1. Cubs (92-51, previously #1)
Chicago has all but secured the top spot heading into postseason play and will be the favorites to reach the World Series. Kris Bryant and Anthony Rizzo have formed the perfect 1-2 punch that the lineup needs and will rely on in the playoffs. The Cubs have suffered through postseason run-scoring droughts in the past, but this lineup seems poised to continue producing. Bryant leads the NL with 37 home runs, and Rizzo is top 10 with 29 bombs. Both sluggers are, also, in the top-5 in RBI and OPS.
But the emergence of shortstop Addison Russell, as an offensive threat, might be the X-factor that Cubs fans need heading into October. Russell’s power numbers put him in the top-3 of all shortstops in the NL.
Of course, pitching wins titles, and no team boasts the depth of starting pitching that Chicago does. The Cubs lead the National League in ERA, BAA, and WHIP. The biggest problem manager Joe Maddon faces, as the postseason approaches, might be setting his starting rotation. Nice problem to have.
2. Nationals (86-58, previously #2)
Despite what seemed to be a debilitating injury to Stephen Strasburg, the Nationals have reeled off four straight wins and are playing some great baseball as they try to nail down the number 2 seed in the National League, which in all likelihood would have them hosting the Dodgers (or the Giants) in the NLDS. Led by Cy Young candidate Max Scherzer, who’s 0.92 WHIP is the best in all of baseball, the Nationals should have the pitching they need — even minus Strasburg — to make a deep run in the postseason.
Offensively, Daniel Murphy is having an MVP-caliber season — first in batting, slugging, OPS, and doubles; second in RBI. If it weren’t for the dominance of the Cubs’ Kris Bryant and Anthony Rizzo, Murphy would be the leading candidate for the award.
An NLDS matchup against the offensively anemic Dodgers might be just what this franchise needs, as they try and erase past playoff disappointment.
3. Dodgers (81-62, previously #3)
Los Angeles has put four games between themselves and San Francisco in the NL West with an 8-3 record over their last 11 games. Barring a catastrophic collapse, the Dodgers will head to D.C when the playoffs start next month. L.A. is hopeful that lefty ace Clayton Kershaw returns to top form for the postseason, after a 3 inning start last Friday against the Marlins that saw the former MVP and 3-time Cy Young Award winner throw 66 pitches and give up 2 runs in the loss.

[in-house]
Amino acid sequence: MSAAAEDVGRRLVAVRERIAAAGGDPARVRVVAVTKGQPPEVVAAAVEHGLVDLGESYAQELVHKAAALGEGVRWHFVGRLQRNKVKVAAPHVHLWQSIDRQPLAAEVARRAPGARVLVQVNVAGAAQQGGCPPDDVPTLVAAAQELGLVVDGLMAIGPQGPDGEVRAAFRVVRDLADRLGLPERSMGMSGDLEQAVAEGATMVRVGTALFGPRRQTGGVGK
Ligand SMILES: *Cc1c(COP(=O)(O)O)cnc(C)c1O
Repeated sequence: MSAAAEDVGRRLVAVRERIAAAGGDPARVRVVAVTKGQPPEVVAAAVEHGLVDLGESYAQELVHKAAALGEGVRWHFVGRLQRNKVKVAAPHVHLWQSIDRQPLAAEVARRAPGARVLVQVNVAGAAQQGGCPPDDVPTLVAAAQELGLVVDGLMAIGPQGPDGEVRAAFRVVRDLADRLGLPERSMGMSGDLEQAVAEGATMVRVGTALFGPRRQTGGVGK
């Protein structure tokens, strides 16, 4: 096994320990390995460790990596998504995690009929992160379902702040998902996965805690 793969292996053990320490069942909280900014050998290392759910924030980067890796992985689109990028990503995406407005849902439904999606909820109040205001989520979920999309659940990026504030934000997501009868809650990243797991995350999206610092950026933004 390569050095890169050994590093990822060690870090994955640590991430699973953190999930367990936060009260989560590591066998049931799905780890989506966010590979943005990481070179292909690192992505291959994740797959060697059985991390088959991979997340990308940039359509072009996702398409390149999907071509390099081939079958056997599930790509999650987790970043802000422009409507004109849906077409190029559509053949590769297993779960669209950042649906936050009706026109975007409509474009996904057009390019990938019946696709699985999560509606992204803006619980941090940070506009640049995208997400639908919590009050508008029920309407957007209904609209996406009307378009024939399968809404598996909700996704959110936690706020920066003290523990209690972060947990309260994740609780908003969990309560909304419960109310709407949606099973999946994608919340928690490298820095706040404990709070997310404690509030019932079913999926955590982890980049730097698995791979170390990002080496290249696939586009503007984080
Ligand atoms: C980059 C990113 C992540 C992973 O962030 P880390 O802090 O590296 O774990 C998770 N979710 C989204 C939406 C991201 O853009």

The Dodgers are relying heavily on shortstop Corey Seager and third baseman Justin Turner to carry their offense. As a team, Los Angeles ranks outside the top-5 in all the major offensive statistical categories — behind all the other NL playoff contenders. But Seager is one of the best hitting shortstops in the league with 25 home runs and a WAR of 5.9, which is good enough for second in the National League. Turner provides the only other real threat in the Dodgers lineup. The third baseman ranks in the top-15 in HRs and top-20 in RBI.
Big questions surround this team as far as how they will score runs in the postseason when runs are at a premium?
4. Giants (77-66, previously #5)
The Giants have won 3 of their last 4 games and are doing a nice job of staying within shouting distance of the first-place Dodgers. The two rivals meet six times in the final 2 weeks of the season so it is of great importance to San Francisco that they not fall too far back.
With a very favorable schedule from here on out, the Giants look to gain ground on L.A., but also create space between themselves and the Cardinals and Mets for the top Wild Card spot. San Francisco is one of those teams that is scary to opposing teams (and fans) if they get in. And by the looks of things, they should be in.
5. Mets (76-68, previously #4)
No one has stepped up more for the Mets this year than starting pitcher Noah Syndergaard. With injuries taking down more than half of New York’s starting rotation, Syndergaard has weathered the storm and has been a shining star for the Metropolitans. A month ago — two weeks ago in fact — the Mets weren’t playing very good baseball, injuries looked like they would be too much to overcome, and the postseason seemed like a long shot at best. Now, New York is playing some of its best ball of the year, led by Syndergaard and his 2.48 ERA, which ranks second in the NL only behind Kyle Hendricks. The ageless Bartolo Colon has also contributed to keeping the ship straight in New York with 6 wins since the All Star Break.
The success of the Mets lineup rests considerably on the bat of Yoenis Cespedes. If he is indeed fully healthy for the playoffs, he will provide some much needed pop in the middle of that order. If not, the Mets will struggle to remain offensively relevant.
Down the stretch, fewer teams get the luxury of having an easier schedule than the Mets: 13 of their last 16 are against the Twins, Braves, and Phillies.
6. Cardinals (75-68, previously #6)
Despite their inconsistencies and injuries, the Cardinals are right in the middle of the playoff race. But their inability to put a lights-out ace on the mound every fifth day may be what does this team in. Hitting for power and scoring runs have not been problems for the Cardinals this year. The team leads the National League with 205 home runs, is second in slugging, and third in both runs and RBI.
St. Louis is currently on the outside looking in, and teams they’re battling with all seem to be playing better baseball right now. If the Cardinals are to climb back into one of the two Wild Card spots, they will need to prove they can win at home. With a 32-40 record in front of the home fans, Busch Stadium has not been very friendly to the Red Birds. St. Louis will have the chance to improve upon that, as they finish their regular with seven straight at home against the Reds and Pirates.
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